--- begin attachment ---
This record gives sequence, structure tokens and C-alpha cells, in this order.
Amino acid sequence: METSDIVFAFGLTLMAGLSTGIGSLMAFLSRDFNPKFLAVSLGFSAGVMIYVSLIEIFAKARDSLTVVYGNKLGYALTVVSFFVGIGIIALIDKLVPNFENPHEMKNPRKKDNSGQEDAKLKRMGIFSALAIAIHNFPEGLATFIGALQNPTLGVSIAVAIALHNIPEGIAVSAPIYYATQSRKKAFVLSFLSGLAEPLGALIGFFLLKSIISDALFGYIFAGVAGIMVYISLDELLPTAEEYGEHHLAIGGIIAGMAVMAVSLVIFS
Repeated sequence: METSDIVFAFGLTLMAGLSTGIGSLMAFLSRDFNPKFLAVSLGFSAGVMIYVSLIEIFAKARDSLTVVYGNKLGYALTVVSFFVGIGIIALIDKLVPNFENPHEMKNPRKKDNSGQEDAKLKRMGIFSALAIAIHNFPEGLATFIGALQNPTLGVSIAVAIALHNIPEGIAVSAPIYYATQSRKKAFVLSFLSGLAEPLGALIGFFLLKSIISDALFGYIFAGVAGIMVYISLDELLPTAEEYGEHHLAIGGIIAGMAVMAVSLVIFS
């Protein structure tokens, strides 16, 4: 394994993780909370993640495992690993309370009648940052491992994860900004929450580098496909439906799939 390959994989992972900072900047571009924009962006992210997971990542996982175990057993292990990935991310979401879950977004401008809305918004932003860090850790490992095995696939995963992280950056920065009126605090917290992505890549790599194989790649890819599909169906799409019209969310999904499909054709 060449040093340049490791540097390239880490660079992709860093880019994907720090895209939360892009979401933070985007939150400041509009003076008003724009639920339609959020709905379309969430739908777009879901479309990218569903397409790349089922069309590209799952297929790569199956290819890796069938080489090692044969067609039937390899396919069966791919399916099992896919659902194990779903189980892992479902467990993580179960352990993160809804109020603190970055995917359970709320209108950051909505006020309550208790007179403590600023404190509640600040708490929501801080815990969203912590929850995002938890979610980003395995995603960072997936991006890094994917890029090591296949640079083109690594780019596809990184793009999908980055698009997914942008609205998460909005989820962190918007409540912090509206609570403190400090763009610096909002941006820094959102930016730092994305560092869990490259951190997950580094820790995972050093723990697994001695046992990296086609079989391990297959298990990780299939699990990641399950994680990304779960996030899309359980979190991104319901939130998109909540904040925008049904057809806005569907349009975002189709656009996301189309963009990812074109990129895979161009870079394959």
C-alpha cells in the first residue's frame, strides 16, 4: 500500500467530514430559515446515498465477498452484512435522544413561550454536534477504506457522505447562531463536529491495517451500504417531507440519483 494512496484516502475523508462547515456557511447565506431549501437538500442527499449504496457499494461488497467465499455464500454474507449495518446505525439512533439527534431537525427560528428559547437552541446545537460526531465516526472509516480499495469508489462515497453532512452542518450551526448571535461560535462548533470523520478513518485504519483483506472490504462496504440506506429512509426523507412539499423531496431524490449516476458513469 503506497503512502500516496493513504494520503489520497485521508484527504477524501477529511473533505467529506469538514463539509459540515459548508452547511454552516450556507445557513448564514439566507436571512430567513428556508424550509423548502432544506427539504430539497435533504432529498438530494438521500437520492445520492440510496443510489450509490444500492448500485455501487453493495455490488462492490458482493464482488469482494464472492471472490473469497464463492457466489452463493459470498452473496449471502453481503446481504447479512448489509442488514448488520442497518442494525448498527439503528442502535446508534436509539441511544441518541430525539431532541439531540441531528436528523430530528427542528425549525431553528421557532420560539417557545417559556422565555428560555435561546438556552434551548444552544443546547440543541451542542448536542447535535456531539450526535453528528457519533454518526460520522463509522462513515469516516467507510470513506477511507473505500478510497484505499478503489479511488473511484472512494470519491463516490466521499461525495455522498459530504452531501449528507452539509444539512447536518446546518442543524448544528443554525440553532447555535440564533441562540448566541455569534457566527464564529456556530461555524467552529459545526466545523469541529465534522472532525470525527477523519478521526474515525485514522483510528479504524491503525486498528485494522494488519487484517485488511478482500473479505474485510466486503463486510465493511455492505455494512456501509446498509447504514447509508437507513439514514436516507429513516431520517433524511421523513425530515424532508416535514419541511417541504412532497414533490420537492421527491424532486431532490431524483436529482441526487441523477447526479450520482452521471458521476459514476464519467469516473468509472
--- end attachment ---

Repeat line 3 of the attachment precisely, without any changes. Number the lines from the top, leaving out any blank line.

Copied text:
Repeated sequence: METSDIVFAFGLTLMAGLSTGIGSLMAFLSRDFNPKFLAVSLGFSAGVMIYVSLIEIFAKARDSLTVVYGNKLGYALTVVSFFVGIGIIALIDKLVPNFENPHEMKNPRKKDNSGQEDAKLKRMGIFSALAIAIHNFPEGLATFIGALQNPTLGVSIAVAIALHNIPEGIAVSAPIYYATQSRKKAFVLSFLSGLAEPLGALIGFFLLKSIISDALFGYIFAGVAGIMVYISLDELLPTAEEYGEHHLAIGGIIAGMAVMAVSLVIFS